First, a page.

Richmond 15th. Jany 1827
I received a letter a few days since; from the widow of my old friend, and former neighbour Mr. William Tapscott: who in conjunction with Mr. Benjn. Bell, purchased of you, 2000. acres of land in Davis County Kentucky, prior to their removal from Jefferson Virginia, to that State, at three dollars p acre, $2000. paid in hand, and the balance in two anual payments of $2000. each, for which they gave their joint bonds. On one of these bonds, Mr. Tapscott paid $1000. the balance is still due you—I am earnestly injoined, by Mrs. Tapscott, to make known to you, the destressed situation, in which herself, and her children are plased; and further, to present to you, her several propositions; either of which if exsepted, she thinks, may release her from the impendent ruin, that awaits her and her children—In the first plase then she proposes; that she may be released from the joint contract, upon paying up the remaining $1000. due, as her deceased husbands one half of the purchase money. And to enable her to do so, asks as a special favour, that you would take back so much of the land, as is now unpaid fore; or if this is thought unreasonable, that you would, through an Agent, put it in her power to sell as much of the land, as will pay the balance due from her deced husband; and deed the remainder to herself and her children—Mrs. Tapscott further states, that the Land was originally in two tracts, one in your name, the other in that, of Ambrose Madison; that the land had been divided, by consent of parties, and that her husband at his death, was in possession of the tract patentd. in your name; Mr Bell of course in possession of the other—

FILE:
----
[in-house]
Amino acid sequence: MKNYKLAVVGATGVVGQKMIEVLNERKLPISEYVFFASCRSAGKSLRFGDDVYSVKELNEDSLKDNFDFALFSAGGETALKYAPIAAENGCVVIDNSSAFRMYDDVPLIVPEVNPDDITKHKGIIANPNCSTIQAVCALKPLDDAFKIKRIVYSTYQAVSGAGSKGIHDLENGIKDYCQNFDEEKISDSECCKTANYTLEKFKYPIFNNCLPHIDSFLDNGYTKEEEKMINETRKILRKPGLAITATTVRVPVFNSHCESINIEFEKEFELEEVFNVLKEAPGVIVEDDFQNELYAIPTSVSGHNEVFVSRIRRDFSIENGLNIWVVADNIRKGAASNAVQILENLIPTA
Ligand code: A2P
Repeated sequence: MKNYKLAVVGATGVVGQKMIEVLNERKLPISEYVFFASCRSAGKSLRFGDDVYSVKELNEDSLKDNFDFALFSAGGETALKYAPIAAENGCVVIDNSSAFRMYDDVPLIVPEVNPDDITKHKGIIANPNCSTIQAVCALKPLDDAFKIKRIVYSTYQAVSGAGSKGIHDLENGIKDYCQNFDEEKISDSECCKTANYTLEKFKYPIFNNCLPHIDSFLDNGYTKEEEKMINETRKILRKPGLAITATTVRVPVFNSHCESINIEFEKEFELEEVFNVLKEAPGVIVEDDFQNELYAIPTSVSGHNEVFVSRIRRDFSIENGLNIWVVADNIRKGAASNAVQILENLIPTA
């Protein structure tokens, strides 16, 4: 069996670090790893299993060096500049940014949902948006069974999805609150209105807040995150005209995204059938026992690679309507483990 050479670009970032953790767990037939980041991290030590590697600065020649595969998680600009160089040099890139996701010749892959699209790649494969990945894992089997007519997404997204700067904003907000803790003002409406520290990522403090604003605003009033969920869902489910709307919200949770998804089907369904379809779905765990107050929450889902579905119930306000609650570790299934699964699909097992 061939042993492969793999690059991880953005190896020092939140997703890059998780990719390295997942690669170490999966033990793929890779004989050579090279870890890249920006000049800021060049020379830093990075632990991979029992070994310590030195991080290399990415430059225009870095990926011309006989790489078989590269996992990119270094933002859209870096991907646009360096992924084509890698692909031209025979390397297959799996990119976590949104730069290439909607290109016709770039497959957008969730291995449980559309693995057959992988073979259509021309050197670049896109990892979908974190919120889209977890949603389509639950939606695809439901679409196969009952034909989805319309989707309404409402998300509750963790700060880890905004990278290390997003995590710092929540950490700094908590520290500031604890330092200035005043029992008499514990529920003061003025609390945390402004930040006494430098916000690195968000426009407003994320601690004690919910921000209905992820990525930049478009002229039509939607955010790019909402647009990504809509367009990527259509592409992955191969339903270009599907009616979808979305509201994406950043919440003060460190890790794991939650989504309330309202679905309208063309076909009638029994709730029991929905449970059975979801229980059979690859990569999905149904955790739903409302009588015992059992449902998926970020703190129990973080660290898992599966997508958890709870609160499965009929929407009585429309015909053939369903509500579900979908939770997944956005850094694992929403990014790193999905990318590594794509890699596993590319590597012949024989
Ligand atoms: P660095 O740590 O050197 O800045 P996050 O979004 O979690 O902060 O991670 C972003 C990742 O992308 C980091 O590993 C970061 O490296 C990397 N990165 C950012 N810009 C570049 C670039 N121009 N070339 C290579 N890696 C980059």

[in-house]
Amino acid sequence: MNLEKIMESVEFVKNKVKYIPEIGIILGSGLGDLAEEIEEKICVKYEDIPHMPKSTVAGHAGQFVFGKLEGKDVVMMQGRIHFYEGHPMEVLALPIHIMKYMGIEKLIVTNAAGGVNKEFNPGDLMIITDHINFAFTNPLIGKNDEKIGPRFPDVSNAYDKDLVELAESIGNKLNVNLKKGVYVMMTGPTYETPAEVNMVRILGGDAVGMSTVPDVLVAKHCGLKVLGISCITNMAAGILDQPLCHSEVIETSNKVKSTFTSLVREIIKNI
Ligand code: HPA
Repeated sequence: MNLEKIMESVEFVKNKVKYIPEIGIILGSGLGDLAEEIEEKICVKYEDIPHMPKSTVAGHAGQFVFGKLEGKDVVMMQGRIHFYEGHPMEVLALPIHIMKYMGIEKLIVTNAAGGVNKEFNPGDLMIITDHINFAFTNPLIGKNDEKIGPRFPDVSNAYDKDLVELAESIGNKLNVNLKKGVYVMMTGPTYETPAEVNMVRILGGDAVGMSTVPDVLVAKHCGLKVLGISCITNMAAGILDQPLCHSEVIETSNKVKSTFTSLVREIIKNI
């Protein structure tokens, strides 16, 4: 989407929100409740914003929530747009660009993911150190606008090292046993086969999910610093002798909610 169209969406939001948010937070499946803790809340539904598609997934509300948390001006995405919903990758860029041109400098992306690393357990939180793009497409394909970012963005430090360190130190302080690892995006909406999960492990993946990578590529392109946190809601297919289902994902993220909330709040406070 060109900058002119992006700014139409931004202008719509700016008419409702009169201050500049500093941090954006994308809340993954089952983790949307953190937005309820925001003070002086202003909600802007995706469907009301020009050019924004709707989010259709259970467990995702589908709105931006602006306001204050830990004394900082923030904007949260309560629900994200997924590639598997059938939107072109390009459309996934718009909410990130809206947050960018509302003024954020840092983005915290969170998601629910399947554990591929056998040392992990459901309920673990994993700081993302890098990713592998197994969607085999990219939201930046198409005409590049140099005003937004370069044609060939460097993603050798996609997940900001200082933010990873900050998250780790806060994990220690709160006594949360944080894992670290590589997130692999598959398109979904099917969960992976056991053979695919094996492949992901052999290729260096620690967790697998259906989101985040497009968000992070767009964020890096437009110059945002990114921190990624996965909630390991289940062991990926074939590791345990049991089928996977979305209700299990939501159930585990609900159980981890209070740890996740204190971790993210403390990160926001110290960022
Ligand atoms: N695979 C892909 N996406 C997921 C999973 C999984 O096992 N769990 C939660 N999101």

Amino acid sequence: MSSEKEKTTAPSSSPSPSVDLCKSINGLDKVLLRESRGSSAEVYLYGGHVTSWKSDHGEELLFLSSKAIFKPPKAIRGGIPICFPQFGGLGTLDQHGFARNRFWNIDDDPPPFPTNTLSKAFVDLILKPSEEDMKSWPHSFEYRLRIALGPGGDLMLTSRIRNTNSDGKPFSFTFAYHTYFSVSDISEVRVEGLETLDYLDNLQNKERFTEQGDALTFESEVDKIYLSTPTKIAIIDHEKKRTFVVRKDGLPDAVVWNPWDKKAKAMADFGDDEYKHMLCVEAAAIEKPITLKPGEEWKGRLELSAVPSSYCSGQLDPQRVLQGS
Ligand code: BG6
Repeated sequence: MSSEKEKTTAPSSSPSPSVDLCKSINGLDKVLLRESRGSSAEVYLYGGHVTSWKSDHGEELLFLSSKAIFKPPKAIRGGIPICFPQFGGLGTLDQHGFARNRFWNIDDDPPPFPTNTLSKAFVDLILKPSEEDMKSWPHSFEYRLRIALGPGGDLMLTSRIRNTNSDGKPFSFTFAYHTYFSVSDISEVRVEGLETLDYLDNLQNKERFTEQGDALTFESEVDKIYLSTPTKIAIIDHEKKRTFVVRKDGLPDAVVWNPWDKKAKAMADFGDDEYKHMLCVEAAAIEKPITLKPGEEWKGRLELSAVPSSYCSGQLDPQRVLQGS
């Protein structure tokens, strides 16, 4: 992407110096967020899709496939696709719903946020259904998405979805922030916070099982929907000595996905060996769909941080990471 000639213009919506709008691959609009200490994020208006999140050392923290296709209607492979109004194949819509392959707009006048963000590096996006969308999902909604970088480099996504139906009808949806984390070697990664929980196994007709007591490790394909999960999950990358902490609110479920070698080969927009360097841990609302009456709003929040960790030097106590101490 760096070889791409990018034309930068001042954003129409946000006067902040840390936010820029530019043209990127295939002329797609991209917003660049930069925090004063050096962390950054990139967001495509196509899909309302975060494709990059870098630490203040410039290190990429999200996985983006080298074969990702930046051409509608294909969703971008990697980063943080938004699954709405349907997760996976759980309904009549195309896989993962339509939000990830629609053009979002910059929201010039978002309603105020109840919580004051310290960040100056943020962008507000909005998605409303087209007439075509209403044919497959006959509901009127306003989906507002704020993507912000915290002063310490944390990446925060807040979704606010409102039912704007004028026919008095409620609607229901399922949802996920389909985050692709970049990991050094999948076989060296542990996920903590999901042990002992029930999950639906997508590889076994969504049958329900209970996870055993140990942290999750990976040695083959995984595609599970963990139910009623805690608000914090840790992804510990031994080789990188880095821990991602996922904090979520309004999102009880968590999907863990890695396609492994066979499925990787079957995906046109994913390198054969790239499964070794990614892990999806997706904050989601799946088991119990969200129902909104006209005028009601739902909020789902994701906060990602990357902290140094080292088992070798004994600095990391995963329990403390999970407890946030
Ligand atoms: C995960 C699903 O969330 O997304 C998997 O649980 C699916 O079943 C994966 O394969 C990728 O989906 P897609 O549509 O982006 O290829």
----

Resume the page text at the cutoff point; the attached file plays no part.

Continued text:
I have thus Sir, put you in possession of Mrs. Tapscotts views, and wishes in this matter; with no other motive I assure you, than that, of performing a duty, required of me, by the unhappy, and distressed Widow of an old, esteemd and valued friend—Before I conclude, permit me to remark; That I know Mr. Tapscott left funds in Virginia, to pay his part of the purchase which I think I informed you of by letter, some years ago—But from the difficulties he had to encounter; in setling in a new country, on land heavily timbered; he was compelled, contrary to his first intention, to draw on those funds for the immediate support and comfort of his family, consisting of a wife, a son, and four daughters
This prevented your being paid, his half of the purchase money, as soon as collected—
I shall be happy to receive any communication, you may think proper to make, that I may immediately convey it to Mrs. Tapscott—with sentiments of my sincere regard and respect I am yours & C & C.
N B I shall remain here during the Session of the Legislature—
RC (DLC). Docketed by JM.